Just for kicks? :lol: Ok then I guess, if it was because you thought it was something that had to be done I would have told you that you would be reinventing the wheel.
semper acer , semper velox , semper trux , semper promptus

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tacticalguy
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Re: Writing a Book On CQB For Civilians (One Man & Team Tact

Post by tacticalguy » Fri Aug 10, 2012 3:50 am

I think that Ryan made some very good points. I, too, think that Gabe Suarez's book was very good. I picked it up when I went into security and back to work as a tactical instructor. It has a lot of good information, true. It's not really structured for the first time civilian though, in my mind at least. It felt more like a tactical instructor teaching a basic class to either Academy graduates or the first two weeks of SWAT school.
If I was a civilian reading a book on CQB?
I'd want to know why?
Why do you have to make entry when you could just surround the house and wait the people out?
Why do you have the number of people that you do on an entry team?
Why do you need a sniper over-watch team?
What kind of psychology goes into the decision to make entry?
Rather than entering through the door, why not jump through every window at the same time?
Those are all questions that I would think civilians new to CQB would also want to know.
If you have `cleared' all the rooms and met no resistance, you and your entry team have probably kicked in the door of the wrong house.
(Murphy's Cop Laws)

The greatest enemy of a good plan is the dream of a perfect plan. (Von Clausewitz)

Dramatikk

Re: Writing a Book On CQB For Civilians (One Man & Team Tact

Post by Dramatikk » Sun Aug 19, 2012 4:49 pm

Work in Progress -
House Searches

Foreword (About the author)

I. Introduction (What is CQB? What topics will this book cover? Who will be able to read and learn from this book?)

II. Mental Preparation & Mindset (Am I ready for this? Will I become a social outcast if I kill an intruder? What is considerd self defense and what is considered murder? How will my body respond to a life or death scenario? etc ... )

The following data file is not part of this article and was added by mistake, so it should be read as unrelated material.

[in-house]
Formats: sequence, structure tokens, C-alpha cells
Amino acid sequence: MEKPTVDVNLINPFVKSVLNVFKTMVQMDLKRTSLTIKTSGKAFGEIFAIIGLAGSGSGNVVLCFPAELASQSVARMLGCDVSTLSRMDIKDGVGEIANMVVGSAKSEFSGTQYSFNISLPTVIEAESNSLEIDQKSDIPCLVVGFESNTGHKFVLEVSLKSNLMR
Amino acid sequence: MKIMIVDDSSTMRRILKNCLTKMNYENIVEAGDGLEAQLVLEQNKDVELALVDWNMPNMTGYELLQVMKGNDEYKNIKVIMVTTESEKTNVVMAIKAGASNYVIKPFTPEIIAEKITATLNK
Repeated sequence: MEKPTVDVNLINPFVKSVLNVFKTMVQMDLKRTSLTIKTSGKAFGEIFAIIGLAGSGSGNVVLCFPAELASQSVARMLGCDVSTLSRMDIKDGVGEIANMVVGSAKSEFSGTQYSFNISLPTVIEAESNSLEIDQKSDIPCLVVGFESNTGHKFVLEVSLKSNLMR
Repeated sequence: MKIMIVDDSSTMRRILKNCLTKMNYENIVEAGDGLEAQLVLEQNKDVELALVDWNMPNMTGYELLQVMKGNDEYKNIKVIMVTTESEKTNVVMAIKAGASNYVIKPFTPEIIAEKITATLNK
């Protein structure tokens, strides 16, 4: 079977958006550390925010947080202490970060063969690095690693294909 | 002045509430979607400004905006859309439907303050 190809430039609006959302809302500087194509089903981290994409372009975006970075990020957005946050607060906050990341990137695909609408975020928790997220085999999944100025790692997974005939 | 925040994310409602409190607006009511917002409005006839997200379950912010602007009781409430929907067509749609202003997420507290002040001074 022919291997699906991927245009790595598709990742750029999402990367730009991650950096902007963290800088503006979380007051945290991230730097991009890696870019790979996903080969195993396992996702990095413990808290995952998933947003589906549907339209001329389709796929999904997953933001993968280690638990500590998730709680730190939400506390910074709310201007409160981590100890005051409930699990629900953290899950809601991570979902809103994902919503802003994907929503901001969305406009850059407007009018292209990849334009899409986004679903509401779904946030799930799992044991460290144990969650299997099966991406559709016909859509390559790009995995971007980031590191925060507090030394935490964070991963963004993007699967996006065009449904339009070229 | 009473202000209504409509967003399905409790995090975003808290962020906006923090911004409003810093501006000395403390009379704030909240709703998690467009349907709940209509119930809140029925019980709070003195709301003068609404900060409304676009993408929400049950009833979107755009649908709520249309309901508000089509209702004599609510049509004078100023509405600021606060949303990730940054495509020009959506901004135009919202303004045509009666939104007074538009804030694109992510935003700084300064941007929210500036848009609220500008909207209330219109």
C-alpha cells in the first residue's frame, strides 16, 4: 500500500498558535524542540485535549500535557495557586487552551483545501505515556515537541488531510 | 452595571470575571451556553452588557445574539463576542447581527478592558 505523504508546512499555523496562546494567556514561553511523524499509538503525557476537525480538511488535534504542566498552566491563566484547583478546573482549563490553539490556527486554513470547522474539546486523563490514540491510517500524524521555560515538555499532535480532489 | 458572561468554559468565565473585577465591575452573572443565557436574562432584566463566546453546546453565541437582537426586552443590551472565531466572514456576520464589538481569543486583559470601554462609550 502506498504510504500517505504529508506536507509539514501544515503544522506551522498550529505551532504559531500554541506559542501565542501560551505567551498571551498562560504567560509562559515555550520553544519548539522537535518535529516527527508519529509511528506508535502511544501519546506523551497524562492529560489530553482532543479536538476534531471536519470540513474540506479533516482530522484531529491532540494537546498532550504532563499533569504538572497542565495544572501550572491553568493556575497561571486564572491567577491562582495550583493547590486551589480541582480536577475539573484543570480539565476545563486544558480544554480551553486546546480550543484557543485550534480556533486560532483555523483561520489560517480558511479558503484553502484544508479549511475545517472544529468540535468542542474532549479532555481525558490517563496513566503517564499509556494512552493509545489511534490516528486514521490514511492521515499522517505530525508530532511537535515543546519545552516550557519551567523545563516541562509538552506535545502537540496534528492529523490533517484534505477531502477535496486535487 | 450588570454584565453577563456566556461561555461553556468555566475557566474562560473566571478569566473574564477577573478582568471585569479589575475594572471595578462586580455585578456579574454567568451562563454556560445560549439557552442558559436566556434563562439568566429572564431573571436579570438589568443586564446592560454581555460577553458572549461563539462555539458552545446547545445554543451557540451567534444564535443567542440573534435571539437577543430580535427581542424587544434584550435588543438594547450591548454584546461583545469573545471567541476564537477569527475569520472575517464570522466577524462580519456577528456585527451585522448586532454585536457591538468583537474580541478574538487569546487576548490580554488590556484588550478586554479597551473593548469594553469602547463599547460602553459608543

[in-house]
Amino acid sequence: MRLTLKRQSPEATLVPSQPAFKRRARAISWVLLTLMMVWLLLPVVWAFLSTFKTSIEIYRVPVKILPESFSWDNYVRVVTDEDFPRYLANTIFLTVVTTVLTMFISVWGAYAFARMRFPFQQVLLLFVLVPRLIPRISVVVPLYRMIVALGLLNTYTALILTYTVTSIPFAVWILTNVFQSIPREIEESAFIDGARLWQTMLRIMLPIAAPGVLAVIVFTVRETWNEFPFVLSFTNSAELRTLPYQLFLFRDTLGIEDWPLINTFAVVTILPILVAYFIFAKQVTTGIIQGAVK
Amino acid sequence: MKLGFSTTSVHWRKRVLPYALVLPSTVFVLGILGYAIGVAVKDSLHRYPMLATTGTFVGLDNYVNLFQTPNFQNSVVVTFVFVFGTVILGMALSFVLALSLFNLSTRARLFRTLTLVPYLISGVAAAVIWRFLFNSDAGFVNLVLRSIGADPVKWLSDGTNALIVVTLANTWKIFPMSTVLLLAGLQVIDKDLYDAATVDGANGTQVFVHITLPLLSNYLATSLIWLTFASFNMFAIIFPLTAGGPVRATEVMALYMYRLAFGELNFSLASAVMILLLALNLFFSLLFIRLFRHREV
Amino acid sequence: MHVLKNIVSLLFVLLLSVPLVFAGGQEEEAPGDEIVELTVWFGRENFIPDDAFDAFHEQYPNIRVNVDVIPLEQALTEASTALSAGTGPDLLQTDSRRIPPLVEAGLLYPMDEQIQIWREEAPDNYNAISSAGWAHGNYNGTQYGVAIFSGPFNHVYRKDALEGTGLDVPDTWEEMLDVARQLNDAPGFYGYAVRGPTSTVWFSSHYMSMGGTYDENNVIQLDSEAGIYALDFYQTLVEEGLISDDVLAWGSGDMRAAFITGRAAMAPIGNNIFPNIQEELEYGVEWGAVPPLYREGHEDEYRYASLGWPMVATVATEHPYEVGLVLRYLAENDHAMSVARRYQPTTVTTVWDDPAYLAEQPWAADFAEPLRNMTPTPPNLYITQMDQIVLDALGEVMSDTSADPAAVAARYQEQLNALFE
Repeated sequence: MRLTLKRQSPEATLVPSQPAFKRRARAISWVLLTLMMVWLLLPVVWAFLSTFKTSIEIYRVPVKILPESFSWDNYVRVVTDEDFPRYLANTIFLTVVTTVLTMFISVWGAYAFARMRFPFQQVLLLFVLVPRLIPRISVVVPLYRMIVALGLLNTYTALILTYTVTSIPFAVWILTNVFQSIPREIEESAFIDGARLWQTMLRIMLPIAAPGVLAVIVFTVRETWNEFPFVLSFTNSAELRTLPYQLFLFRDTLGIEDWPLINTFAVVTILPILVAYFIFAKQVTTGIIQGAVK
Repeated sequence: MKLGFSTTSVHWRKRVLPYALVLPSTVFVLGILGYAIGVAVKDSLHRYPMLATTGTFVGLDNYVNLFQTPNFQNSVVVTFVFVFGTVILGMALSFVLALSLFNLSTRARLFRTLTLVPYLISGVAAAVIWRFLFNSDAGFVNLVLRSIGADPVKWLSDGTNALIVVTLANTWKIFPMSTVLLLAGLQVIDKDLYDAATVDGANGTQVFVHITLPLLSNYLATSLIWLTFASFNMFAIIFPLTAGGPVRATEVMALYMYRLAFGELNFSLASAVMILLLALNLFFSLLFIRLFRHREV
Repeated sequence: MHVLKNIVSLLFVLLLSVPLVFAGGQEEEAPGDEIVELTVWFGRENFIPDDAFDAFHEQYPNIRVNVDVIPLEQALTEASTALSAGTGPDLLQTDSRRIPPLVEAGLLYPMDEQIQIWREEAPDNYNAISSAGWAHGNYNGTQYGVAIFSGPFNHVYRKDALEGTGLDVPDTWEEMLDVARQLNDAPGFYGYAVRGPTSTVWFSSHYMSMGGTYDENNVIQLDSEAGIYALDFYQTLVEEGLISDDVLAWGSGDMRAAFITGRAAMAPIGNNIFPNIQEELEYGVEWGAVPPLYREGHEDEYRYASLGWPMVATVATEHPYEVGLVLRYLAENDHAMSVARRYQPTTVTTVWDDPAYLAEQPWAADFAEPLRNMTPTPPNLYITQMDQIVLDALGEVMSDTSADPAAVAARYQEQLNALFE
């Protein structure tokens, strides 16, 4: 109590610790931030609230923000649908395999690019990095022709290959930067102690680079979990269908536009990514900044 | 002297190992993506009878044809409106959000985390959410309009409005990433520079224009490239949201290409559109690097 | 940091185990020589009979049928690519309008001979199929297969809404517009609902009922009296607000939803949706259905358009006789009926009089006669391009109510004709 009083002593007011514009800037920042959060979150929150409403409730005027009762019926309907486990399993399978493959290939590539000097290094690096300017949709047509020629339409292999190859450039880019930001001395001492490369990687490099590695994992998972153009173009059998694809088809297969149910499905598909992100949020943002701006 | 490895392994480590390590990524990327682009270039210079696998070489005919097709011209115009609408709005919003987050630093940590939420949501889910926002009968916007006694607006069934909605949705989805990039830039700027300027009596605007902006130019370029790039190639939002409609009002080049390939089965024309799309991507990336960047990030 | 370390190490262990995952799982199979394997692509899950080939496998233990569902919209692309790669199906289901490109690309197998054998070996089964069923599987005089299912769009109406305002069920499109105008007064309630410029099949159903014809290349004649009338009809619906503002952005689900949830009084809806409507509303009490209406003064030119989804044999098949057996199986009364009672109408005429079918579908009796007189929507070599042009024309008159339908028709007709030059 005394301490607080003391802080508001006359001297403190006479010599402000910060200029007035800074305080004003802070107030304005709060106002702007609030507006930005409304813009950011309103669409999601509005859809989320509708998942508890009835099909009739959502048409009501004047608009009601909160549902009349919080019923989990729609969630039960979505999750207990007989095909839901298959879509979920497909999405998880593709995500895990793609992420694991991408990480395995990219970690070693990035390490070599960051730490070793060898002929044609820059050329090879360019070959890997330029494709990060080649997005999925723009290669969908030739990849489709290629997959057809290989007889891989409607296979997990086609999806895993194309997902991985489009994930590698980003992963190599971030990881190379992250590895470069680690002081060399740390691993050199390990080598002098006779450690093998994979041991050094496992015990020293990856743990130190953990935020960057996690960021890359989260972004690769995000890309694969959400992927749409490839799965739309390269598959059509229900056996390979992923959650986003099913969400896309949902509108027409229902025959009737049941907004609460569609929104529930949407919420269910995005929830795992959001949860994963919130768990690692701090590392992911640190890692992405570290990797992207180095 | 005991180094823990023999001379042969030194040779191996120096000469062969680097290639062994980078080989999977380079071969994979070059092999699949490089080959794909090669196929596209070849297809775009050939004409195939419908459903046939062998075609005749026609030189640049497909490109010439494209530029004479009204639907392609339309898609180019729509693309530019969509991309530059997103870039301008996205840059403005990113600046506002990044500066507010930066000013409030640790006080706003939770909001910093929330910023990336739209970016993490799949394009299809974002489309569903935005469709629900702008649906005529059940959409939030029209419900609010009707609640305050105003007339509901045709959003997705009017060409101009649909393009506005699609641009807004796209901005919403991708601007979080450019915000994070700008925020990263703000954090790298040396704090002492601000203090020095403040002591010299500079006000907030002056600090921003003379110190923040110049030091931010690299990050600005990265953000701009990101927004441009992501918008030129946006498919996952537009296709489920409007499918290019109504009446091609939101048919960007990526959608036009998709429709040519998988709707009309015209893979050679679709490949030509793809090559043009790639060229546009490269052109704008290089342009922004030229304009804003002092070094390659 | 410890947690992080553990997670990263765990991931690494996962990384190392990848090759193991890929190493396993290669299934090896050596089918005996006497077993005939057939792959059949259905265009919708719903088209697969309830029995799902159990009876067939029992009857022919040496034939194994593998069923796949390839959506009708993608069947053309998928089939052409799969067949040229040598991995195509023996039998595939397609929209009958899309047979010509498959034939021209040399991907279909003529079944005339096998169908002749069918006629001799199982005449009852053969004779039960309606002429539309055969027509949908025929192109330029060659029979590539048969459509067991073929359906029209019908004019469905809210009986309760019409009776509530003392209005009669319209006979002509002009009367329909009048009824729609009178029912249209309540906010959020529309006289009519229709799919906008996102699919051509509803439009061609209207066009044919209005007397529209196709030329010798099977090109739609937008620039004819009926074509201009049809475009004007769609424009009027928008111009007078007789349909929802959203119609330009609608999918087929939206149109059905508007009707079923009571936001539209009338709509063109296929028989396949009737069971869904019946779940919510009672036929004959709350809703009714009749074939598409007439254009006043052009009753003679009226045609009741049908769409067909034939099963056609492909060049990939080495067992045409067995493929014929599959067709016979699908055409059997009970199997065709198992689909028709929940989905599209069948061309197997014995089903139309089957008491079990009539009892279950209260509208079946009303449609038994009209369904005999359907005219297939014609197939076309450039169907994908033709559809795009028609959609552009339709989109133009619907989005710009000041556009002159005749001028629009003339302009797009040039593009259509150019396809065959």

III. Close Quartes Battle Fundamentals (Principles of CQB, dynamic & deliberate entries, etc ... )

IV. Movement Outside The House (Cover & concealment, avoid walking in front of windows, do I enter the house by window or through door? etc ... )

V. Read & React, aka Initiative Based Tactics (What is IBT? verbal & non-verbal communication in IBT, flexible CQB system that follows no predetermed plan, it is quickly put into action, etc ... )

VI. Room entry (Path of least resistance, push & pull doors, center fed & corner fed rooms, hard corner & deep corner, room clearing techniques, furniture & other oddities, points of domination, primary & secondary searches, etc ... )

VII. Hallway Movement (Types of hallways, hallway layouts, staggered doors & opposing doors, the different types of formations, wide & narrow hallways, etc ... )

VIII. Clearing Stairs (Types of stairs, open & closed stairs, moving up & moving down stairs, types of clearing methods, etc ... )

IX. Casualty Extraction

X. Low-Light Engagements (Paint the room with light, avoid back light yourself and others, keep in mind that light attract bullets, how eyes react on light, and fight with light considerations, muzzle flashes, etc ... )

XI. First Aid & Tactical Medicine

XII. Gunfight Aftermath (What happened in there? Am I a bad person? Did I do something wrong, or could this have been prevented? Will life be the same, can I now move on with myself? What is trauma? etc ... )

XIII.
Any comments, tips or things that people would like to add?

Kind regards, Dramatikk. :)

EDIT: I do not copyright this material, so please feel free to steal this book structure if you like it.